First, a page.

Real Estate Market Size 2015
categories: Research Paper, Americas, EMEAI, Asia Pacific, Australia, general, TEUBEN Bert, MCELREATH Brent, HARIHARAN G G, Asset Allocation and Asset Liability Management, Investing (Investment Management), Performance Analysis, Portfolio Construction and Optimization, Risk Management, Asset Owners, Hedge Funds, Asset Managers (Quant or Fundamental), Banks, Indexes, Real Estate Indexes, Real Estate Products & Services, Alternatives, Fixed Income, Multi-Asset Class, Real Estate
MSCI began systematically estimating the size of professionally managed real estate investment markets in 2004. These estimates are fundamental to the creation of the IPD Global Annual Property Index and a range of other multinational indexes and benchmarks, and they provide insights into the coverage of MSCI’s direct property indexes. This paper sets out the 2015 market size estimates and explains the main changes between 2014 and 2015.
- Market size rose in 2015. The size of the professionally managed global real estate investment market grew marginally from USD 7.0 trillion in 2014 to USD 7.1 trillion in 2015.
- China climbed in rankings. Although individual market size estimates changed, they have proved relatively consistent from year to year for the 25 countries within the IPD® Global Annual Property Index. China moved into the fourth position in 2015 among all 32 countries included in the market size estimates while in 2014 it had been ranked sixth.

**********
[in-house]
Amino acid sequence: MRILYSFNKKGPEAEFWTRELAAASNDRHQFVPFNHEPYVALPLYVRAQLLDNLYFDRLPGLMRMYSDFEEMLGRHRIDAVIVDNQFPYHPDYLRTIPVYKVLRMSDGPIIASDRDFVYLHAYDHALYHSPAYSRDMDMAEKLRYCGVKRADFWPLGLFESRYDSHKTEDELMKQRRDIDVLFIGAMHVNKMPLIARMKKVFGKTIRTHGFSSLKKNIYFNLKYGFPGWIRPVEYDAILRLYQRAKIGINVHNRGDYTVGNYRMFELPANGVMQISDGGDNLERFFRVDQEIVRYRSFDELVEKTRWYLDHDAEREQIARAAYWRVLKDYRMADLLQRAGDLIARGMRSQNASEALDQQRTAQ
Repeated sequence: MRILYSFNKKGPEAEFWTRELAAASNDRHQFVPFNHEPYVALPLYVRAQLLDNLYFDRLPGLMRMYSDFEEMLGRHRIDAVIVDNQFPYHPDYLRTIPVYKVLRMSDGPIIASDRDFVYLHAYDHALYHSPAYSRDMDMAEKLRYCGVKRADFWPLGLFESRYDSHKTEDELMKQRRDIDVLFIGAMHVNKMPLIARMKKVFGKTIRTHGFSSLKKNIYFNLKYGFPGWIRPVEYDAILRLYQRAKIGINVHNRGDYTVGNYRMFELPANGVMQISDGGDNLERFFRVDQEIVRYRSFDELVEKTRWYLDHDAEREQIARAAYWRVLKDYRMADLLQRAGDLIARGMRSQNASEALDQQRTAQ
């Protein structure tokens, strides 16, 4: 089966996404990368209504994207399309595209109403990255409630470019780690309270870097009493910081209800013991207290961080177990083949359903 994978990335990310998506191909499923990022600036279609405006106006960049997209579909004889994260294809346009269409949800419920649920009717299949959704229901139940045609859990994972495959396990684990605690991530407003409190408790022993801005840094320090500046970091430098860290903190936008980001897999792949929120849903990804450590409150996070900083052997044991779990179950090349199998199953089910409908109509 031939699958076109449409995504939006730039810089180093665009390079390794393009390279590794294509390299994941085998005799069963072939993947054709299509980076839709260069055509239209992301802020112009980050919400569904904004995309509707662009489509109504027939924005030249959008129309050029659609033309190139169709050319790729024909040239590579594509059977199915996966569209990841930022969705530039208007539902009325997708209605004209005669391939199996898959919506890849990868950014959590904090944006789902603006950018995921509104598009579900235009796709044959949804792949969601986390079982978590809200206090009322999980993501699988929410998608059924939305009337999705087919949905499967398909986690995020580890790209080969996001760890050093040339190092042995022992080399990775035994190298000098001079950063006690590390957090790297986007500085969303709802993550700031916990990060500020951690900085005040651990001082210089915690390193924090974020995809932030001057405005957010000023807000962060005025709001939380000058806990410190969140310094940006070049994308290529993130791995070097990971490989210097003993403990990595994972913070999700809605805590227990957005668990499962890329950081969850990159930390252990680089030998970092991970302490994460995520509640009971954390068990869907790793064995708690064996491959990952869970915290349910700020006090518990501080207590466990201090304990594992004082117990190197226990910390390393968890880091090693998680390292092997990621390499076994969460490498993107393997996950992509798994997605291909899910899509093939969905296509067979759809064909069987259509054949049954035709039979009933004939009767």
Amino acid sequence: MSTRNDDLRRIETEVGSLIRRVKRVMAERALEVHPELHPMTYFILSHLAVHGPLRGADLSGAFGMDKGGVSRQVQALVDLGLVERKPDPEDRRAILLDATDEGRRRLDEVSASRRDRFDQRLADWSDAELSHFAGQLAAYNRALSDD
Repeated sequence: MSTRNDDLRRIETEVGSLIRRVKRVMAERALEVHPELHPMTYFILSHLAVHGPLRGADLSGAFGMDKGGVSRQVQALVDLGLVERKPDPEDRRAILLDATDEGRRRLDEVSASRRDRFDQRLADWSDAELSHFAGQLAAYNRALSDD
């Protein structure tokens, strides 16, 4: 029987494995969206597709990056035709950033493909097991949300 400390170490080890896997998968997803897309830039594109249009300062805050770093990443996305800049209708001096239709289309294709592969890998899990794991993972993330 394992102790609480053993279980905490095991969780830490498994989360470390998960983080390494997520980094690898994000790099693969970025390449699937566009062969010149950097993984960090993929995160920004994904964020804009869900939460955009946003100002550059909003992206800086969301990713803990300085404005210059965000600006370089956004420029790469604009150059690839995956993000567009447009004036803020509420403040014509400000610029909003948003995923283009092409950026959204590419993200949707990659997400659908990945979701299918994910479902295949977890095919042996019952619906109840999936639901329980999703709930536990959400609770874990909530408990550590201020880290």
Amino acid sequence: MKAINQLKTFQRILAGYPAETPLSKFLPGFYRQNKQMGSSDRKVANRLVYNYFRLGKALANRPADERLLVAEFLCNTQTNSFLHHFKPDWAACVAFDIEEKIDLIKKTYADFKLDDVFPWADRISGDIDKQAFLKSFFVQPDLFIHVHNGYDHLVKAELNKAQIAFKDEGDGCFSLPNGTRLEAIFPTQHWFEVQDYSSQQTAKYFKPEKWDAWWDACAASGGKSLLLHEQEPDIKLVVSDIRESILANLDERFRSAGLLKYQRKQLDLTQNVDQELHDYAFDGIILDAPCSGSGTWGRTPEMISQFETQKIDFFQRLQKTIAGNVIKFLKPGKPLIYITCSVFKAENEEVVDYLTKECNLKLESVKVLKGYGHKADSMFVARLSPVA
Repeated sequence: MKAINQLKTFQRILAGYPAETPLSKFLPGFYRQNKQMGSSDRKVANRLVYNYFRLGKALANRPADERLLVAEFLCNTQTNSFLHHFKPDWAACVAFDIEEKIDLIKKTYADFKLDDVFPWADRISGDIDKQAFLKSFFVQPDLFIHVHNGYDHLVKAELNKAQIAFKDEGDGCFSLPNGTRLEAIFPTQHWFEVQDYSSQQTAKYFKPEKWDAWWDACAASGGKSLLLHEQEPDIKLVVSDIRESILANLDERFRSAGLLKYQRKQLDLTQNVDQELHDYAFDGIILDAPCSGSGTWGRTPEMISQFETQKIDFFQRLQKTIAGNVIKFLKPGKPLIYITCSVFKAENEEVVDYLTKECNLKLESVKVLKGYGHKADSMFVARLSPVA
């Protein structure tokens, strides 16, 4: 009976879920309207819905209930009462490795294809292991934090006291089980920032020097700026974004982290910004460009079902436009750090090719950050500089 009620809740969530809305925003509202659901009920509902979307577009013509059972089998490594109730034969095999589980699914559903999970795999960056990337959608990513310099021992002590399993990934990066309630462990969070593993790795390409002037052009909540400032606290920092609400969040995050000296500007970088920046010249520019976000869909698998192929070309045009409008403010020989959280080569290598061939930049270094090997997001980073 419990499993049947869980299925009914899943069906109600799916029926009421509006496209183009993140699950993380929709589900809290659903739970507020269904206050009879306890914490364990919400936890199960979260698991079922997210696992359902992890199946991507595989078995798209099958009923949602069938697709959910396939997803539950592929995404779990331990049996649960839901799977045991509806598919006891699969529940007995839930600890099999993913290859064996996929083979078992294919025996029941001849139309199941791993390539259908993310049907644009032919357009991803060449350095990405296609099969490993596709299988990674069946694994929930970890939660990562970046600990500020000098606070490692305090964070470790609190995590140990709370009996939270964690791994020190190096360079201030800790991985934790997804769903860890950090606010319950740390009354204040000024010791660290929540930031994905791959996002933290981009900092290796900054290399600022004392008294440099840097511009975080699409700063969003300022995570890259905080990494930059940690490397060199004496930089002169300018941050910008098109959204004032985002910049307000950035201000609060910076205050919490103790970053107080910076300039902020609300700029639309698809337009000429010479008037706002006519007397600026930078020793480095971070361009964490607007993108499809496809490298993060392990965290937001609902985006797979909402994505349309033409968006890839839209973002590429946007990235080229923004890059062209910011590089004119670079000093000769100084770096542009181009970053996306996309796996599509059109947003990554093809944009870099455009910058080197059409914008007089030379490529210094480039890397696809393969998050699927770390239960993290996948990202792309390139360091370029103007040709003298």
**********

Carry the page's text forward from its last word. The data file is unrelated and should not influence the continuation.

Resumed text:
- Currency movements distorted national changes. Currency movements effectively reduced the size of the global real estate investment market by approximately 4.6% in U.S. dollars (USD). In contrast, capital value growth and new developments in the market, such as new construction and sale & leaseback transactions, were the main contributors to growth in market size.
- The U.S. weighting climbed again. The relative weight of the U.S. increased within the IPD Global Annual Property Index in 2015, for the sixth consecutive year. The higher weighting of the U.S. within the Index resulted from strong capital growth as well as continued depreciation of many currencies against the U.S. dollar.
- The U.K. and Japan held the second and third spots. The U.K., whose market size had overtaken Japan in 2014, maintained second position in the rankings for the second consecutive year.
- Capital value growth pulled up global markets. Capital value growth in local currencies in both the U.S. (6.7%) and the U.K. (8.0%) surpassed the global average of 5.4% in 2015. Japan, the third largest market in 2015, lagged the global average capital value growth by 1.4%.